In the previous decade, there were only two major events in the science of physics. One was the detection of the Higgs boson by the Large Hadron Collider (LHC) in 2012. (The particle was needed to explain why particles have mass.) The other big event occurred in our very own (radioactive) backyard, at Hanford's Laser Interferometer Gravitational-wave Observatory (LIGO).
This mean machine (lasers, vacuums, mirrors), along with another one in the woods of Louisiana, can transform into sound the gravitational waves predicted in a mathematical model Albert Einstein formulated a decade after his special relativity. The cosmic ear of LIGO heard this small ripple across the medium of spacetime as a chirp in 2016.
And what caused these waves? Most physicists believe it was two super-massive black holes that collided seven billion light-years ago. But there are some scientists who believe that the universe we find ourselves in cannot produce an event of that magnitude in that way. According to their thinking, the stars needed to produce black holes that can shake the whole universe usually explode before they fall into a hole of their own making. So, if not black holes, what is it that caused the ripple that LIGO heard and confirmed? The anti-black hole scientists think it's an object that no one has every seen, a boson star.
Late season snow at @LIGO's @LIGOWA! Photo from 2/16/21 along the Y-arm (at ~1km mark, Mid-Y building [2km mark] in the distance).
Here you can see tracks from coyote, rabbit, & XC skis. Rattlesnake mountain is in the distance as the sun sets.
Had 8-10" of snow for over a week. pic.twitter.com/bBS7lRslD0
— LIGO Hanford (@LIGOWA) February 26, 2021
Led by Juan Calderón Bustillo of the Galician Institute of High Energy Physics in Spain, the research team has determined boson stars would be a perfect match for the numbers [needed to better explain the gravitational chirps].
"Our results show that the two scenarios are almost indistinguishable given the data, although the exotic boson star hypothesis is slightly preferred," said astrophysicist José Font of the University of Valencia in Spain.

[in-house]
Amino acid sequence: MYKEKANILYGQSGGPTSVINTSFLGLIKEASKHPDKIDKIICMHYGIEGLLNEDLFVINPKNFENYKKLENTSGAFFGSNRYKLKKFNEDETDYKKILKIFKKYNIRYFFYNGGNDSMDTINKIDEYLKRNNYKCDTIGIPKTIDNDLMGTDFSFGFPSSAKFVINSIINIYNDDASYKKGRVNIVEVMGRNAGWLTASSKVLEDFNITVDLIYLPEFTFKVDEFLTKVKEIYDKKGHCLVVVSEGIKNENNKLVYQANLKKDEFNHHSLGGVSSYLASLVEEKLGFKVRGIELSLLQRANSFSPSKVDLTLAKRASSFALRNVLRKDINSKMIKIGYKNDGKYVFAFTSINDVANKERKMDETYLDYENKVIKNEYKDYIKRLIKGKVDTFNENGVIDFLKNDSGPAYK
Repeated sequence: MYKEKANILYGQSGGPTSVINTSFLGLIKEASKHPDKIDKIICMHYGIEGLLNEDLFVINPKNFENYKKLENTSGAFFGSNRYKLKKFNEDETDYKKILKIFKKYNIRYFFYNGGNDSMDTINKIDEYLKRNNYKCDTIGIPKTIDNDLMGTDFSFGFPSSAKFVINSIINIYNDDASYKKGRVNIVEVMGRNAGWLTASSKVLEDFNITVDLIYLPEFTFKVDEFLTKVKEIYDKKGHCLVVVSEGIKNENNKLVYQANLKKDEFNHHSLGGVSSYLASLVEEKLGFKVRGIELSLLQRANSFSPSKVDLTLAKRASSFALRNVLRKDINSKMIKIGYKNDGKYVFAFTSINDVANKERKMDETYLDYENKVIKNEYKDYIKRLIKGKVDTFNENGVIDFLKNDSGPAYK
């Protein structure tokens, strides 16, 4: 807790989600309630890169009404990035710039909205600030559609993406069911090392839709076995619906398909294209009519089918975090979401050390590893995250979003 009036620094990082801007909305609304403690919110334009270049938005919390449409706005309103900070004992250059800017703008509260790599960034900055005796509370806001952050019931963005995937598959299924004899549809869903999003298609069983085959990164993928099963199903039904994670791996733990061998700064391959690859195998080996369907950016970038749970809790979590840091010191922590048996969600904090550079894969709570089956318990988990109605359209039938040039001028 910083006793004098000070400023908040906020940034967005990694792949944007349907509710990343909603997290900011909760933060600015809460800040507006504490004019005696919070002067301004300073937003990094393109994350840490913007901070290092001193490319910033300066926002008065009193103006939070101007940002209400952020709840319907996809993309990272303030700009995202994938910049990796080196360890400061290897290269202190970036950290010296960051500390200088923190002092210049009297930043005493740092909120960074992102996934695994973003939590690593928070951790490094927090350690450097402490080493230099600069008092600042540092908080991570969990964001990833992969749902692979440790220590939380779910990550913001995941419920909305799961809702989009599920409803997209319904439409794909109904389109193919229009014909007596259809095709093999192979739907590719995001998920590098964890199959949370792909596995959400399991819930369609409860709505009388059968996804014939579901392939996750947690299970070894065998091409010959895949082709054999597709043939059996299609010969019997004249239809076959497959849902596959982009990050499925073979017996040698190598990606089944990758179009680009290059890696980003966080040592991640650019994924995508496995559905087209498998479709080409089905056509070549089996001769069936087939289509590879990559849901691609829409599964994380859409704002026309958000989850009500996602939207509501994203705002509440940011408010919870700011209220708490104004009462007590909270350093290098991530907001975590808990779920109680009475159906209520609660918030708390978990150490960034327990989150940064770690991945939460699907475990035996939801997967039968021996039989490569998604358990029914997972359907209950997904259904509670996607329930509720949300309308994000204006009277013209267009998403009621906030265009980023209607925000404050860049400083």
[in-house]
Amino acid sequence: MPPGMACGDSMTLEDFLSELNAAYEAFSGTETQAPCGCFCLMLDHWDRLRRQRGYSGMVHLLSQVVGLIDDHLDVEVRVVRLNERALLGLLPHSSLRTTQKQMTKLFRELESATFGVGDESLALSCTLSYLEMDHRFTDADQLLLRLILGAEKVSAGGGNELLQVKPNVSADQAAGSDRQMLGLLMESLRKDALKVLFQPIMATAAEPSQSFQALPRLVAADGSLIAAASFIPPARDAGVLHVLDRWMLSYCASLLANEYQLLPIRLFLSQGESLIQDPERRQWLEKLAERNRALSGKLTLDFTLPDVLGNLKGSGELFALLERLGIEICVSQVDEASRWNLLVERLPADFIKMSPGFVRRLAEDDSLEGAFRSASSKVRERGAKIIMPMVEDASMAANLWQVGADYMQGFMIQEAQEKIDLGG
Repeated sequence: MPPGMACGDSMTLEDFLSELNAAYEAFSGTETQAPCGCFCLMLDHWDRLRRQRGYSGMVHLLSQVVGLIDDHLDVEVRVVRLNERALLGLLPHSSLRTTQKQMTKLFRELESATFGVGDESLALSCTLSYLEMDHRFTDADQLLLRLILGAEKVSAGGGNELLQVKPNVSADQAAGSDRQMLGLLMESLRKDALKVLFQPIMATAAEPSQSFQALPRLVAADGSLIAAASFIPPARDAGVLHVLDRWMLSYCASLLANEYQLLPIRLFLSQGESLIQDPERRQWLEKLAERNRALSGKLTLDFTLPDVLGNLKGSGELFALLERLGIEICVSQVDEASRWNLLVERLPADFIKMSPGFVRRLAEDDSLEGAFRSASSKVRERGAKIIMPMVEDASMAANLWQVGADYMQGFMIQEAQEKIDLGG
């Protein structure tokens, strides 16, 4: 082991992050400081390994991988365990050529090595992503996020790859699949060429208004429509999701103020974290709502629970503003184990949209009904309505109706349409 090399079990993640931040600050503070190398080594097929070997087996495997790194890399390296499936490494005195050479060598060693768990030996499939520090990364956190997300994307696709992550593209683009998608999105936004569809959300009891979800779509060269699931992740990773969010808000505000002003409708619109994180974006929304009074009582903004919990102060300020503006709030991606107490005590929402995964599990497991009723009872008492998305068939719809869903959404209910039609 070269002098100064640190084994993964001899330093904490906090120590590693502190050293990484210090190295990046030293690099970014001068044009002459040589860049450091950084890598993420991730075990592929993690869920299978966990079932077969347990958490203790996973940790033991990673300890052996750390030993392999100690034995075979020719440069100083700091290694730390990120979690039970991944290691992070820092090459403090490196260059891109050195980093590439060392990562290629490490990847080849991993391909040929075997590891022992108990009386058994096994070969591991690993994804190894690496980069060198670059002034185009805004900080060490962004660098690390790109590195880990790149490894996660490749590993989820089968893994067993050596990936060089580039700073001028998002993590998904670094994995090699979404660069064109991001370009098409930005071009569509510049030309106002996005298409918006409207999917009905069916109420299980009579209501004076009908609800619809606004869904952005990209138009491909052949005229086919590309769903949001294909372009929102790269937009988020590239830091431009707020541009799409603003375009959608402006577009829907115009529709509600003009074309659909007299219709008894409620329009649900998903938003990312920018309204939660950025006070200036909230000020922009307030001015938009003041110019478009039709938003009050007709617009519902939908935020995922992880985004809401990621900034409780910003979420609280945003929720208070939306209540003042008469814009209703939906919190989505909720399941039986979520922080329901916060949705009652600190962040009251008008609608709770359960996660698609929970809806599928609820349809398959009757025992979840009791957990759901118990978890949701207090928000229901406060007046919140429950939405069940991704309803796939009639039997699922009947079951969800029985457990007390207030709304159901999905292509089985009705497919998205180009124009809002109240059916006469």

"This is very exciting, since our boson-star model is, as of now, very limited, and subject to major improvements. A more evolved model may lead to even larger evidence for this scenario and would also allow us to study previous gravitational-wave observations under the boson-star merger assumption."
This object, the boson star, is said to be made of stuff that is invisible, dark matter. This mysterious substance claims a stunning 27% of the universe's total "mass-energy density." The influence or action of this "matter" is well understood, but what it is is anybody's guess.
Now, when we combine dark matter with dark energy, some unknown force that accounts for 73% of the universe's known behavior, we are basically left with an account of everything we see, everything we love, every moment we experience, everyone who came and went that sits at around 4% of the universe. This sounds devastating, particularly when you consider that this small part of the known (4%) is what constitutes the greatest achievement of physics, the much unloved Standard Model of particle physics—unloved because it's so messy, so un-pretty, so much like a hoary mop on a cosmic floor.
But the Standard Model is beautiful, if your standard of beauty is not ruled by the mathematical "will to nothingness," which is the unification of all things (or of all the known forces) into a seamless symmetry. And perfect symmetry is perfectly pointless. We can only understand and enjoy a broken universe.
But as Sabine Hossenfelder points out in her book, Lost in Math, mathematical beauty is unreal and also running out of ideas. It is interesting that physics only had two major events in the second decade of the new millennium. And both of those events confirmed nothing new. Higgs boson was formulated not long after John F. Kennedy was assassinated in 1963. Gravitational waves emerged from Einstein's theory as bullets were wheezing past the head of Adolf Hitler in World War One.
We can describe the period between mid-1970s and today as the long and growing silence of physics. Around the time Travis Bickle was talking to himself in a mirror, reality stopped yapping away at the best minds in the field. And around the world of the known super-inflated the known unknown world of dark stuff and the dark force, which was confirmed in 1998.
By the look of things, we can expect a future of more known unknowns rather than more known knows. The reason for this can be found in the simple explanation: matter may not be all that. Matter—protons, electrons, quarks, and all the other stoff in the Standard Model—could be exceptional and not the ultimate elements of the universe (a word that is certainly misleading).
Ordinary matter is important to us because we would not be here without it. But is not this feeling of obvious importance exactly what placed the earth at the center of the universe for thousands of years? Are we not doing the same with our own constituents? What matters always happens to be what matters to us.